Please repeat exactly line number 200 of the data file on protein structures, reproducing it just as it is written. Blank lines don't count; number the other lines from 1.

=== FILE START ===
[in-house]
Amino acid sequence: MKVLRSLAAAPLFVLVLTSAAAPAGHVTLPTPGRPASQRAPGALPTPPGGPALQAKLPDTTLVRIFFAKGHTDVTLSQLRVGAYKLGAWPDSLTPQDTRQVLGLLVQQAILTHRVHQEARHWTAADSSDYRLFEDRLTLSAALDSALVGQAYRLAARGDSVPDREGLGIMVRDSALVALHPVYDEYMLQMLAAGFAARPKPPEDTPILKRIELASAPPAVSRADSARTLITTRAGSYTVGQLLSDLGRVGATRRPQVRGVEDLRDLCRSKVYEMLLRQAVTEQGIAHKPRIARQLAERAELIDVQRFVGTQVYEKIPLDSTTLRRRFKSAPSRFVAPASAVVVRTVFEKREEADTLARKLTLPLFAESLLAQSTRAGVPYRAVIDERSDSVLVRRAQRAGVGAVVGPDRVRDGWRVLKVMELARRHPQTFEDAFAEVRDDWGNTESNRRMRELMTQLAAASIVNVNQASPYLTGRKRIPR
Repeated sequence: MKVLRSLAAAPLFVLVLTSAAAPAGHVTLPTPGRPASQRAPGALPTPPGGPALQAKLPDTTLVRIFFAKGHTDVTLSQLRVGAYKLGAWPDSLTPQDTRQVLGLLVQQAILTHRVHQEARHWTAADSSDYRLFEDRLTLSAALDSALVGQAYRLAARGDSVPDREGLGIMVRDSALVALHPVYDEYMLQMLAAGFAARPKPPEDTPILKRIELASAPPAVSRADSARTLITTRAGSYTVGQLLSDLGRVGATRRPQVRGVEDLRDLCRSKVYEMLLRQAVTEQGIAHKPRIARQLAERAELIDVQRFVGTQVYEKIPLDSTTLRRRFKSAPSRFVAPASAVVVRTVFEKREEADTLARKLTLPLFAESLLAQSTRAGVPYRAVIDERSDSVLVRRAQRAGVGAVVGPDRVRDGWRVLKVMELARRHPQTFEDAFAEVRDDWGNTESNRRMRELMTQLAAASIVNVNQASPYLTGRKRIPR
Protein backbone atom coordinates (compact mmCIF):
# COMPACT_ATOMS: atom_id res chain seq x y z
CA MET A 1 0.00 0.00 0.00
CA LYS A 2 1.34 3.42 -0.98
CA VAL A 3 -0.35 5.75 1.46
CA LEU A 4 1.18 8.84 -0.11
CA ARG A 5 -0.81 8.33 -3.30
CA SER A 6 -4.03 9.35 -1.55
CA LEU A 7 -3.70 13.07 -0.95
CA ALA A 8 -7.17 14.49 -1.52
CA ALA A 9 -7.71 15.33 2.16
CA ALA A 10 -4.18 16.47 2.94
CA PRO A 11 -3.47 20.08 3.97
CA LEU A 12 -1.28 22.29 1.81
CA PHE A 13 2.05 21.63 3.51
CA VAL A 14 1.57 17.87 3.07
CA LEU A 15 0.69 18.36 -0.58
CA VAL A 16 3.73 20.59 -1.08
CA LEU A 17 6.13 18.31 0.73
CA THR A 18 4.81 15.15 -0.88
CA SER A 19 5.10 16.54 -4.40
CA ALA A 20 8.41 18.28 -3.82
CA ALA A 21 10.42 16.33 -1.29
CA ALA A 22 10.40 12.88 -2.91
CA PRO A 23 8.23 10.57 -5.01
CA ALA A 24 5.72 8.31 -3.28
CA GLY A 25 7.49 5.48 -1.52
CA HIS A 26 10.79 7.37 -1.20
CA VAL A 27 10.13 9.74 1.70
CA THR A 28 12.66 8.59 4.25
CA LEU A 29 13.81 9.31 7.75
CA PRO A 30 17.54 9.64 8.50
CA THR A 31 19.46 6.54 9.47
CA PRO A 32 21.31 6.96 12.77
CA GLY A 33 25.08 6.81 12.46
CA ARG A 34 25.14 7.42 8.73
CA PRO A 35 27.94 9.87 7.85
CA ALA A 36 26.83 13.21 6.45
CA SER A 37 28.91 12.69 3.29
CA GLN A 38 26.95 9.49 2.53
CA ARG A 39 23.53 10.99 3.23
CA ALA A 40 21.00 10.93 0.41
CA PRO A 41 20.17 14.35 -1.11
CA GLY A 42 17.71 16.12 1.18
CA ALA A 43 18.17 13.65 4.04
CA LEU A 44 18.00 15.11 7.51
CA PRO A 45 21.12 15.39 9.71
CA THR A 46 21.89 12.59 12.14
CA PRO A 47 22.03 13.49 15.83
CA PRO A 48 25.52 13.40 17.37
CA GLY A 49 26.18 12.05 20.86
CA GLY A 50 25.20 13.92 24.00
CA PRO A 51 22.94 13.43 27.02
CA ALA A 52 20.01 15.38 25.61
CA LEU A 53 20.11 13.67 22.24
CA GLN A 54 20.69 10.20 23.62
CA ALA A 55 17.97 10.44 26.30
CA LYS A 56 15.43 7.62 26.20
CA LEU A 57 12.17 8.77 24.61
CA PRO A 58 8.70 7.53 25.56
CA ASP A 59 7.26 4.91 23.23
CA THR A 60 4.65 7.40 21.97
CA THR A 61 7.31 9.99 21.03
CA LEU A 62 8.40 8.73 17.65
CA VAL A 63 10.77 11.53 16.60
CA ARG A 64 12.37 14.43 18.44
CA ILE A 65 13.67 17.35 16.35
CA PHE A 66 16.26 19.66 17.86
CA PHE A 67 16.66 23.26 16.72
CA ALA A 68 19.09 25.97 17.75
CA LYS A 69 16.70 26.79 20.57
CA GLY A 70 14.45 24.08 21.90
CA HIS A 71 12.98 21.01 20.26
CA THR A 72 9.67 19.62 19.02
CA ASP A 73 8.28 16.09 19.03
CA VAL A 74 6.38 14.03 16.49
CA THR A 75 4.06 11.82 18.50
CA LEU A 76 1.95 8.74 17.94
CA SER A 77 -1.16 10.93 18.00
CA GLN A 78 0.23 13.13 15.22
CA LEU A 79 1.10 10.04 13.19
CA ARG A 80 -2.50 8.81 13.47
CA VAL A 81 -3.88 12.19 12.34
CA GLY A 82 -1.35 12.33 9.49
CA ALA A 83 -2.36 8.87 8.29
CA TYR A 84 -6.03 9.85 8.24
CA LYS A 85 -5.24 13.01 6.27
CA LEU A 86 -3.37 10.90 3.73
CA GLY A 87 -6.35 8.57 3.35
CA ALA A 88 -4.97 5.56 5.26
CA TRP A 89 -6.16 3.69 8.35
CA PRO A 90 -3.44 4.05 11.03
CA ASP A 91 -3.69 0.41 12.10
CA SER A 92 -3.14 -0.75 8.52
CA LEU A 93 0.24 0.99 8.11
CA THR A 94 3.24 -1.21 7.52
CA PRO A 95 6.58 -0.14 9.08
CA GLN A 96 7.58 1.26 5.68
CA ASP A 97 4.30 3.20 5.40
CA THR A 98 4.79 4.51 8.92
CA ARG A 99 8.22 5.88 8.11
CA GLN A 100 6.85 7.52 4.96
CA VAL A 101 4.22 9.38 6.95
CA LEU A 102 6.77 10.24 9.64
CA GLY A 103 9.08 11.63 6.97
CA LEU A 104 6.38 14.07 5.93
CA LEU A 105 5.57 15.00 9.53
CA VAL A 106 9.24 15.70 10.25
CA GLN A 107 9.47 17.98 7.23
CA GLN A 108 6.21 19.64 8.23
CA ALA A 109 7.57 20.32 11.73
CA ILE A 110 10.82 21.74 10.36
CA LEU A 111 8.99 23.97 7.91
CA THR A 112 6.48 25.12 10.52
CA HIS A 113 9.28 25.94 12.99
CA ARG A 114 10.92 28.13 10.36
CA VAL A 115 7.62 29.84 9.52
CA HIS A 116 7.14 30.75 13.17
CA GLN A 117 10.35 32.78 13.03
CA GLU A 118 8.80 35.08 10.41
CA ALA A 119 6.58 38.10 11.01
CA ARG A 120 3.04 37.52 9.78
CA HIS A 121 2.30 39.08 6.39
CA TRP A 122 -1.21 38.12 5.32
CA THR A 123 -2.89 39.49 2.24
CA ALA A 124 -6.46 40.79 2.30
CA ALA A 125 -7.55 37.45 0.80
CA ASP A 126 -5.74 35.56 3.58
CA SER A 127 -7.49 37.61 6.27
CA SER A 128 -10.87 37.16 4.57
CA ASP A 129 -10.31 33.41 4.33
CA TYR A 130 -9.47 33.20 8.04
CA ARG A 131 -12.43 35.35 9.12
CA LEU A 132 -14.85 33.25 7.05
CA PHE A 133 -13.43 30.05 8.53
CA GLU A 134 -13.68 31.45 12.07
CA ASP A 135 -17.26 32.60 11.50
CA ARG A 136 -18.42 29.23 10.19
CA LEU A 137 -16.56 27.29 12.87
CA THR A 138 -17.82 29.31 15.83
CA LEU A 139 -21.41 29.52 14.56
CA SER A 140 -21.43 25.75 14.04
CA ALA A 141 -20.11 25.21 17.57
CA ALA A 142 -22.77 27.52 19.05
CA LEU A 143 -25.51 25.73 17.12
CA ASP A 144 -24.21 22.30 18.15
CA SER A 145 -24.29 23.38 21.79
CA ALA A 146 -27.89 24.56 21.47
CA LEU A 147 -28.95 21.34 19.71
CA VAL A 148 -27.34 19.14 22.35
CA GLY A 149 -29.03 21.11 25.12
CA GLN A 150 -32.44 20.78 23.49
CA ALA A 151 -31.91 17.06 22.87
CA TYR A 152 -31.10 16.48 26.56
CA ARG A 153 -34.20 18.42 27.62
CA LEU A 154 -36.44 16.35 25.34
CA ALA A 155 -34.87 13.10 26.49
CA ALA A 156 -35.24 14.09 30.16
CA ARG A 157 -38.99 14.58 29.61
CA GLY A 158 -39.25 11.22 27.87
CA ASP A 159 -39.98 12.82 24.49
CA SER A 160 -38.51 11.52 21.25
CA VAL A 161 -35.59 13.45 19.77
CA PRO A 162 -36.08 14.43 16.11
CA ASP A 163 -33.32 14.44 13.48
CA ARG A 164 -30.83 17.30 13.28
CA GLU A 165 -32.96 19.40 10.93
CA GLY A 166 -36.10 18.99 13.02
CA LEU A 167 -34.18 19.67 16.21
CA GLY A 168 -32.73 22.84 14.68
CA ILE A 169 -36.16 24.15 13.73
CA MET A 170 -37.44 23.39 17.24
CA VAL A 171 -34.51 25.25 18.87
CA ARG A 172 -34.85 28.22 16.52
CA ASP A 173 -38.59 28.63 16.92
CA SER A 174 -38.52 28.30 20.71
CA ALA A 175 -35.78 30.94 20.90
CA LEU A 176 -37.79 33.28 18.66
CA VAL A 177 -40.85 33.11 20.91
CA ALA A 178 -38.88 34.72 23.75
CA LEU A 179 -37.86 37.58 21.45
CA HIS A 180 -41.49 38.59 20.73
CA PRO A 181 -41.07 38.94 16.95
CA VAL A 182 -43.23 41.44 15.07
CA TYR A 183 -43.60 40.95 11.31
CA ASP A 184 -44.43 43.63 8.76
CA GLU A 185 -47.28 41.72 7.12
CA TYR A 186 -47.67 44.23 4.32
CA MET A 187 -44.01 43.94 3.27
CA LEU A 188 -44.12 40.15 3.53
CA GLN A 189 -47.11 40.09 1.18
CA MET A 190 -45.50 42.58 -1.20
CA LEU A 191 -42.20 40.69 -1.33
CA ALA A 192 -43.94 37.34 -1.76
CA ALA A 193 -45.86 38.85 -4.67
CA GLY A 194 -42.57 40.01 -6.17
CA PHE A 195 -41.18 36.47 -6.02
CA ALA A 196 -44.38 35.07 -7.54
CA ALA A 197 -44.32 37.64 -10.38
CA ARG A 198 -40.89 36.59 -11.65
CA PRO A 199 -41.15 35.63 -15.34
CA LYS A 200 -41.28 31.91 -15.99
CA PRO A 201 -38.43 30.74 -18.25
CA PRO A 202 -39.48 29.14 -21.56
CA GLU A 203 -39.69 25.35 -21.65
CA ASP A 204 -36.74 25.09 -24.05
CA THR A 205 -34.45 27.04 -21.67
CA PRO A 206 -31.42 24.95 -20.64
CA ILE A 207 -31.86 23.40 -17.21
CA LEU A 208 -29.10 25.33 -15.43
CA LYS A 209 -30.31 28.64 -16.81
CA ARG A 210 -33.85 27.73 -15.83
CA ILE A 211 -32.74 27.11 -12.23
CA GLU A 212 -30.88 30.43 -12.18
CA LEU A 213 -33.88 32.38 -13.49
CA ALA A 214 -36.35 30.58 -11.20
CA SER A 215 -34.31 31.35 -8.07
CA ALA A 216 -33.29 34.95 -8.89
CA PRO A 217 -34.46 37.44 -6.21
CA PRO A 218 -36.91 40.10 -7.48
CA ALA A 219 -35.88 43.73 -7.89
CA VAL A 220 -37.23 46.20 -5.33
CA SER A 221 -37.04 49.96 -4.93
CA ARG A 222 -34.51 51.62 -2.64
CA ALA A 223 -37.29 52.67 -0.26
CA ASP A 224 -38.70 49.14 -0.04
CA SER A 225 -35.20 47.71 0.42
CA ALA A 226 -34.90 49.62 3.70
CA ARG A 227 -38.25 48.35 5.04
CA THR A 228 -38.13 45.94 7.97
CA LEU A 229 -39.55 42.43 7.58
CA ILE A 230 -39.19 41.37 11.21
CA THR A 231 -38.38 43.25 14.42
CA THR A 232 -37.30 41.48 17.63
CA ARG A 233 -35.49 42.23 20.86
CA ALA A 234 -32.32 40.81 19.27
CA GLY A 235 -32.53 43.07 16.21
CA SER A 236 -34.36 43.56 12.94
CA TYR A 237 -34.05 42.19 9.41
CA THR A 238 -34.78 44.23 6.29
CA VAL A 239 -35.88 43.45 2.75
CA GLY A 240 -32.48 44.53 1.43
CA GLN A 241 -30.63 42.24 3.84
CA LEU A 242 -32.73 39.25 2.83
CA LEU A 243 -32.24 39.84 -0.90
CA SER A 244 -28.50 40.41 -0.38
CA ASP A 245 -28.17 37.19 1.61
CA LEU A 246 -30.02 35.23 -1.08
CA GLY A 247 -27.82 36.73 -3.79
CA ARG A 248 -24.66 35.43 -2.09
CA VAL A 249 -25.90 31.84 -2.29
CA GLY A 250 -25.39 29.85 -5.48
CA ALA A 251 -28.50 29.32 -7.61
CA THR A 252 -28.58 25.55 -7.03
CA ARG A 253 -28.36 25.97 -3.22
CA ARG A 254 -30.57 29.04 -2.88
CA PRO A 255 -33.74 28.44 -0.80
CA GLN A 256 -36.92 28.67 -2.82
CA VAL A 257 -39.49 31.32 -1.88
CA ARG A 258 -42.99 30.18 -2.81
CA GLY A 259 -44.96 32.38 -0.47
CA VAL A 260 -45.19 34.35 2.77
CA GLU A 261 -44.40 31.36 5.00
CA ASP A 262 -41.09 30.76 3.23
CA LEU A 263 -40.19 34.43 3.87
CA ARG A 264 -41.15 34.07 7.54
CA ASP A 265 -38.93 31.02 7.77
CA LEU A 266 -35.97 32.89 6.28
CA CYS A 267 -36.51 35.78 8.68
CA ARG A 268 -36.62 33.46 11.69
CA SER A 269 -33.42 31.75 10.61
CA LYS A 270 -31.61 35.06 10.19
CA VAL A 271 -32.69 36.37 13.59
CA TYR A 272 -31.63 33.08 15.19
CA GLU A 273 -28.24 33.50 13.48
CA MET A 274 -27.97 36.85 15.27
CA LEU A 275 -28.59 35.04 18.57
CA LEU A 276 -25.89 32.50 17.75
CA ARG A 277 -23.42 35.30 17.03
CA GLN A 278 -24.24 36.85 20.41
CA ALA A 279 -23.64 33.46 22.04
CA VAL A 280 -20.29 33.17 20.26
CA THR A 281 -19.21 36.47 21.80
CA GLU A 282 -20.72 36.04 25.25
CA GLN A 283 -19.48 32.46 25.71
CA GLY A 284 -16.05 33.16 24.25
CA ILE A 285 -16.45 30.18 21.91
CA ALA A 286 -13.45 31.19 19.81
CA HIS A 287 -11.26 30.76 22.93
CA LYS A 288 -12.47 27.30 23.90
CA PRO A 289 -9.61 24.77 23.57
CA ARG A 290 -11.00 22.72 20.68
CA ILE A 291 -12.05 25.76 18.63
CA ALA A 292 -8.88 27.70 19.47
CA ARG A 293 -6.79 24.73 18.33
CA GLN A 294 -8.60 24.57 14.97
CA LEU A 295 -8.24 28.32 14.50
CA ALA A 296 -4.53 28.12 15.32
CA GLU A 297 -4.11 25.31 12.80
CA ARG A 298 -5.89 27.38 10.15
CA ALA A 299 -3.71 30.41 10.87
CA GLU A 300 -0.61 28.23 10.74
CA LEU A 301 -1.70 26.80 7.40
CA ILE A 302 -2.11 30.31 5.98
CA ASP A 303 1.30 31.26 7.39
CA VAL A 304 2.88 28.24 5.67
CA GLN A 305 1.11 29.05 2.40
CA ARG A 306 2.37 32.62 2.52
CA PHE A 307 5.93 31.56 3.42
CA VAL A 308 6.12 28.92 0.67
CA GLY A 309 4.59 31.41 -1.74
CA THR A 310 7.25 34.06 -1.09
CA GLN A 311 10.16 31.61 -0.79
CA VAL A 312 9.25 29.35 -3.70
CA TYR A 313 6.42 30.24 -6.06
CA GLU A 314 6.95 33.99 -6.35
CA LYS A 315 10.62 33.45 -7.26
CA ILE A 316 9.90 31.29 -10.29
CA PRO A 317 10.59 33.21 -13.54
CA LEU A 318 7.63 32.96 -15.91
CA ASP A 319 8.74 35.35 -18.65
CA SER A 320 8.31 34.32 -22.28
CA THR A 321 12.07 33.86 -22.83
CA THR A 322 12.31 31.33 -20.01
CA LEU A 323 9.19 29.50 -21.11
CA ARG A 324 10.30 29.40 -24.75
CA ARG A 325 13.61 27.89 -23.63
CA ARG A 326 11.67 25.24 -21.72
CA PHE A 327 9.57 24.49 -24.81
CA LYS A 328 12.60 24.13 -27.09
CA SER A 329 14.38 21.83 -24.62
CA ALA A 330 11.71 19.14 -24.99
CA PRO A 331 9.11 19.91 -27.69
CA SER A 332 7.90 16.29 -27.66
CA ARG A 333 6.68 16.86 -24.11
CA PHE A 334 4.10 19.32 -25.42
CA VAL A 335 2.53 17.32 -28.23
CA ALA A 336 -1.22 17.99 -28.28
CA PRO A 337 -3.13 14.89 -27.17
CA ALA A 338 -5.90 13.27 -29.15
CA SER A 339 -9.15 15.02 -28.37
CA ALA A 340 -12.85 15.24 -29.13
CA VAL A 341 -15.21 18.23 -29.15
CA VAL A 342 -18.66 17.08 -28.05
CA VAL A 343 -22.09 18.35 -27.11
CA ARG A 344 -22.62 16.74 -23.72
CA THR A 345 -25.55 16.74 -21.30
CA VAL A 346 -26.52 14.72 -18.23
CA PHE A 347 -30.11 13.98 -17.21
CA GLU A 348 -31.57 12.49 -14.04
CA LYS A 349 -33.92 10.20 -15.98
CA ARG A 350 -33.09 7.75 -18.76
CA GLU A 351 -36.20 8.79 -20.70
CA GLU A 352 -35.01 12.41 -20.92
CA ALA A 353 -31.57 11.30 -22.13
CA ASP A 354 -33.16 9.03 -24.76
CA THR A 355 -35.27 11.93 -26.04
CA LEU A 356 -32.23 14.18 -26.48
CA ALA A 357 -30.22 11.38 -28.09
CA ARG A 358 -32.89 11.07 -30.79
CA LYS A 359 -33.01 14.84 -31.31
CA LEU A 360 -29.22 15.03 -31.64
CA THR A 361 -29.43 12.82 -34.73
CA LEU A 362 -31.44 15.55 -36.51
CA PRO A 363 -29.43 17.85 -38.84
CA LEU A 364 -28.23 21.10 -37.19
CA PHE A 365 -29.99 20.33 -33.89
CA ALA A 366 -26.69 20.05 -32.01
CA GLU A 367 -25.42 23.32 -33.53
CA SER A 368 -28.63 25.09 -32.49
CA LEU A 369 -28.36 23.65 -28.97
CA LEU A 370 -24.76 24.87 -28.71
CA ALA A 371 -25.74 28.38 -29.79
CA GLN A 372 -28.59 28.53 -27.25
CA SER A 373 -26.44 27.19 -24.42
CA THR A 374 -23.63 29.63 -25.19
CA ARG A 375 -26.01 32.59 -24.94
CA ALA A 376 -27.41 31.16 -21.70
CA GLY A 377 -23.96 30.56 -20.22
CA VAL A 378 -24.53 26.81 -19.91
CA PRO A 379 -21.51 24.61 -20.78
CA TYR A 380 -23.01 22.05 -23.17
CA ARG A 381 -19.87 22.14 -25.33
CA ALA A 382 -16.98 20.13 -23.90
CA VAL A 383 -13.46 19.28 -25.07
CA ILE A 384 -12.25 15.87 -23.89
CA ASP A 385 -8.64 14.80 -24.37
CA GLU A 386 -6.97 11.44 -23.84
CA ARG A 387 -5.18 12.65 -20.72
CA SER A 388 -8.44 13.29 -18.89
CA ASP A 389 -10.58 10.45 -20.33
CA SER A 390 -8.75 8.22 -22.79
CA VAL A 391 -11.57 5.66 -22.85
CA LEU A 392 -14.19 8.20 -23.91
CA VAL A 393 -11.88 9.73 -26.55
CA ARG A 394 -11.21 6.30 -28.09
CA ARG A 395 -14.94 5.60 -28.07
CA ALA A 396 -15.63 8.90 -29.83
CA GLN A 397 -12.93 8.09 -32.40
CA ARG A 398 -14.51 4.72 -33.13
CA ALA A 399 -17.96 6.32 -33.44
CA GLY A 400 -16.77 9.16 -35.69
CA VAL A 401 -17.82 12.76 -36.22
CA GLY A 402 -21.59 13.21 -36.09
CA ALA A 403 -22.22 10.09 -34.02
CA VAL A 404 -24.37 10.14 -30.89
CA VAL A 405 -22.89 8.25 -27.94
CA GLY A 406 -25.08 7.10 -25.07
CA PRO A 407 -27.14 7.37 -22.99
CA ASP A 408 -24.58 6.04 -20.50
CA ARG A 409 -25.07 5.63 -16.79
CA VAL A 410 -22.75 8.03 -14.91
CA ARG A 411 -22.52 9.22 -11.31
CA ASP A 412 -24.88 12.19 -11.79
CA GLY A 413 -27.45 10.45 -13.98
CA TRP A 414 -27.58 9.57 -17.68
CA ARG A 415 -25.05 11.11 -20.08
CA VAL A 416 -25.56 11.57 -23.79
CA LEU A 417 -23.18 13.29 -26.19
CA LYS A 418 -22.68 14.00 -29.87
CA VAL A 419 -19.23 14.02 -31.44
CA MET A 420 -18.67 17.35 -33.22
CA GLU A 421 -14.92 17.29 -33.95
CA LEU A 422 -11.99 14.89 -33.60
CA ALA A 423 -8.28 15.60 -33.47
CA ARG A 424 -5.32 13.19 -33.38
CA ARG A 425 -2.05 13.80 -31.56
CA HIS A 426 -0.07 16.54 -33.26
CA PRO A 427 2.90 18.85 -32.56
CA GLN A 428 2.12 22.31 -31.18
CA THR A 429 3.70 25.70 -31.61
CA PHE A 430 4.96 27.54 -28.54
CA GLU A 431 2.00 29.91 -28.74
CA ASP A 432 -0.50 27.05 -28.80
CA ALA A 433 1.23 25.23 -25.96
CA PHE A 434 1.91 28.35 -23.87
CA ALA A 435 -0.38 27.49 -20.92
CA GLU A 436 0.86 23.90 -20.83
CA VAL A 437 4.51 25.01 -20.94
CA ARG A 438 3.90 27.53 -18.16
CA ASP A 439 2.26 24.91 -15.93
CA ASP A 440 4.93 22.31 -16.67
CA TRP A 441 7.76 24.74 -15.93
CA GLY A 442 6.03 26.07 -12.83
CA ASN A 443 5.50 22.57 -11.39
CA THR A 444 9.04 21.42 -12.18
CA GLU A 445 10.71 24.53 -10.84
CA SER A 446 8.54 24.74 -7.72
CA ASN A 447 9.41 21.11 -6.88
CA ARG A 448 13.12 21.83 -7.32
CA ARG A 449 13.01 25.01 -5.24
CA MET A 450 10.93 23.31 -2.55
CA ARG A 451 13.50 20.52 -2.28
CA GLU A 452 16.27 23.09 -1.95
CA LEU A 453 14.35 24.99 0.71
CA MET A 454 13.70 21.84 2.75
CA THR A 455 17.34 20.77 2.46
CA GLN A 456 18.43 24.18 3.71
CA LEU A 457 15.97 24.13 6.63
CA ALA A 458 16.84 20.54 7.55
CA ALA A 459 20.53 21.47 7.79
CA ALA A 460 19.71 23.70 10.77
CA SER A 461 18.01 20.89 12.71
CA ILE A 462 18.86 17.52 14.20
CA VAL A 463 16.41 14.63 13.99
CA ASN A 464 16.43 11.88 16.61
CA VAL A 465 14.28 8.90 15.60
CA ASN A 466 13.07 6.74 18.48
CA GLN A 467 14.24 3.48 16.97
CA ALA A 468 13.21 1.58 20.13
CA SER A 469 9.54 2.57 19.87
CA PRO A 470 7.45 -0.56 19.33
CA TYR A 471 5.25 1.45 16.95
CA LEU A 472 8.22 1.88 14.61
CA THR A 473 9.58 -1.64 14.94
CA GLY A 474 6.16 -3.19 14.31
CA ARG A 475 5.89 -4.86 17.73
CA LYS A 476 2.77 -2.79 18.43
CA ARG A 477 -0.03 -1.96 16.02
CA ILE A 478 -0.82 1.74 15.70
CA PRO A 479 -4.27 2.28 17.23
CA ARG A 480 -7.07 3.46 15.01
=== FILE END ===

CA PHE A 195 -41.18 36.47 -6.02